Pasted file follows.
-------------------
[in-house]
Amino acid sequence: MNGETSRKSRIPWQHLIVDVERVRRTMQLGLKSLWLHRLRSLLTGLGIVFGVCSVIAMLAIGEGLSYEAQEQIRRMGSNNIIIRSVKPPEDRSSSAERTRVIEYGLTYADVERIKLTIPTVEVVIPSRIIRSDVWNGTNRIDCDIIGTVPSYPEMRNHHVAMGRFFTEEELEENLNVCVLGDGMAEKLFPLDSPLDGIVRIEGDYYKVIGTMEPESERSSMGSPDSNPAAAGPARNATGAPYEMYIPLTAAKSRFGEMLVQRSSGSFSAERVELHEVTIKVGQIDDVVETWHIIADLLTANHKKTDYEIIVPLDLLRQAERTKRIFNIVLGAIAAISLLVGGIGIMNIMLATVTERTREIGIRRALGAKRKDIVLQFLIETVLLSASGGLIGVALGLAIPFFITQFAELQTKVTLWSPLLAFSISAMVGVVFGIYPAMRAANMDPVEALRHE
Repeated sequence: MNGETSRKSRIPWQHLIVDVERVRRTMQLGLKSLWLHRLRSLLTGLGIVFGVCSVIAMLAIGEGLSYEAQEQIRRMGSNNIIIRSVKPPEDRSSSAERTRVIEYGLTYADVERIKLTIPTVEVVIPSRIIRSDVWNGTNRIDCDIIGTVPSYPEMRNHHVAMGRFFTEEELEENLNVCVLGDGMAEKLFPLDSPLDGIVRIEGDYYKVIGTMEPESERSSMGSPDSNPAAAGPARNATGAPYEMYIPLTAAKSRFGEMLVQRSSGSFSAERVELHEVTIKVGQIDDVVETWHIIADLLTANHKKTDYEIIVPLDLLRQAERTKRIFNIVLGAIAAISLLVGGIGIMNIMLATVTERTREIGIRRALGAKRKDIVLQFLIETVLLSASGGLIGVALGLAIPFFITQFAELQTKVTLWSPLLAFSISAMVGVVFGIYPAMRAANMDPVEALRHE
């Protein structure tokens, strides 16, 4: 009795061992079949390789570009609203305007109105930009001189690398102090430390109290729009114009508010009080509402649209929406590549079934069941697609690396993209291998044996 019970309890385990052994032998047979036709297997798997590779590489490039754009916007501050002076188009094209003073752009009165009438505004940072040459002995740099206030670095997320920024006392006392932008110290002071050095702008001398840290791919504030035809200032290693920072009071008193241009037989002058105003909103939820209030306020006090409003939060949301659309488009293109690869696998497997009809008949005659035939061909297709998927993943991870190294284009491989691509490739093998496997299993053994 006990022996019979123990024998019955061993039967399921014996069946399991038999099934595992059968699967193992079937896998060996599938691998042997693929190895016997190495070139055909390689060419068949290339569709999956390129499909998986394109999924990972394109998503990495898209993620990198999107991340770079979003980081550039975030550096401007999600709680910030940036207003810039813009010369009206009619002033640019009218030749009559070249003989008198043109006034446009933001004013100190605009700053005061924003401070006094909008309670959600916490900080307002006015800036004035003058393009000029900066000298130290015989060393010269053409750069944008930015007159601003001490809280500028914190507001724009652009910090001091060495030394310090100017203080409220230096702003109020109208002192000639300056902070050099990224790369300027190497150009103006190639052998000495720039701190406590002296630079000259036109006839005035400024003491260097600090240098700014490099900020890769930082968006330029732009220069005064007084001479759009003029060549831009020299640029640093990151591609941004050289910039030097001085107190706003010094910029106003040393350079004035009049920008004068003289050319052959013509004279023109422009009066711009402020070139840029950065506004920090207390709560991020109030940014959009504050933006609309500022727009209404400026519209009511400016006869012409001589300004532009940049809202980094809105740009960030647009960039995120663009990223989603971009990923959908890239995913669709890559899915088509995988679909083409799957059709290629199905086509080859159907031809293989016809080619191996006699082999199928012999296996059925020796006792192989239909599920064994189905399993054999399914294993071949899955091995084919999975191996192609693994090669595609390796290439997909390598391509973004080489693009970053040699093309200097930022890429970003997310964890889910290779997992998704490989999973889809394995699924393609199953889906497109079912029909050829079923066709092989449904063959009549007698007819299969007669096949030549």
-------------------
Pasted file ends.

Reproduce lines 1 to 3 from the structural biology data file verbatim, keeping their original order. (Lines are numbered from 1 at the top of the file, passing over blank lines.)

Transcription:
[in-house]
Amino acid sequence: MNGETSRKSRIPWQHLIVDVERVRRTMQLGLKSLWLHRLRSLLTGLGIVFGVCSVIAMLAIGEGLSYEAQEQIRRMGSNNIIIRSVKPPEDRSSSAERTRVIEYGLTYADVERIKLTIPTVEVVIPSRIIRSDVWNGTNRIDCDIIGTVPSYPEMRNHHVAMGRFFTEEELEENLNVCVLGDGMAEKLFPLDSPLDGIVRIEGDYYKVIGTMEPESERSSMGSPDSNPAAAGPARNATGAPYEMYIPLTAAKSRFGEMLVQRSSGSFSAERVELHEVTIKVGQIDDVVETWHIIADLLTANHKKTDYEIIVPLDLLRQAERTKRIFNIVLGAIAAISLLVGGIGIMNIMLATVTERTREIGIRRALGAKRKDIVLQFLIETVLLSASGGLIGVALGLAIPFFITQFAELQTKVTLWSPLLAFSISAMVGVVFGIYPAMRAANMDPVEALRHE
Repeated sequence: MNGETSRKSRIPWQHLIVDVERVRRTMQLGLKSLWLHRLRSLLTGLGIVFGVCSVIAMLAIGEGLSYEAQEQIRRMGSNNIIIRSVKPPEDRSSSAERTRVIEYGLTYADVERIKLTIPTVEVVIPSRIIRSDVWNGTNRIDCDIIGTVPSYPEMRNHHVAMGRFFTEEELEENLNVCVLGDGMAEKLFPLDSPLDGIVRIEGDYYKVIGTMEPESERSSMGSPDSNPAAAGPARNATGAPYEMYIPLTAAKSRFGEMLVQRSSGSFSAERVELHEVTIKVGQIDDVVETWHIIADLLTANHKKTDYEIIVPLDLLRQAERTKRIFNIVLGAIAAISLLVGGIGIMNIMLATVTERTREIGIRRALGAKRKDIVLQFLIETVLLSASGGLIGVALGLAIPFFITQFAELQTKVTLWSPLLAFSISAMVGVVFGIYPAMRAANMDPVEALRHE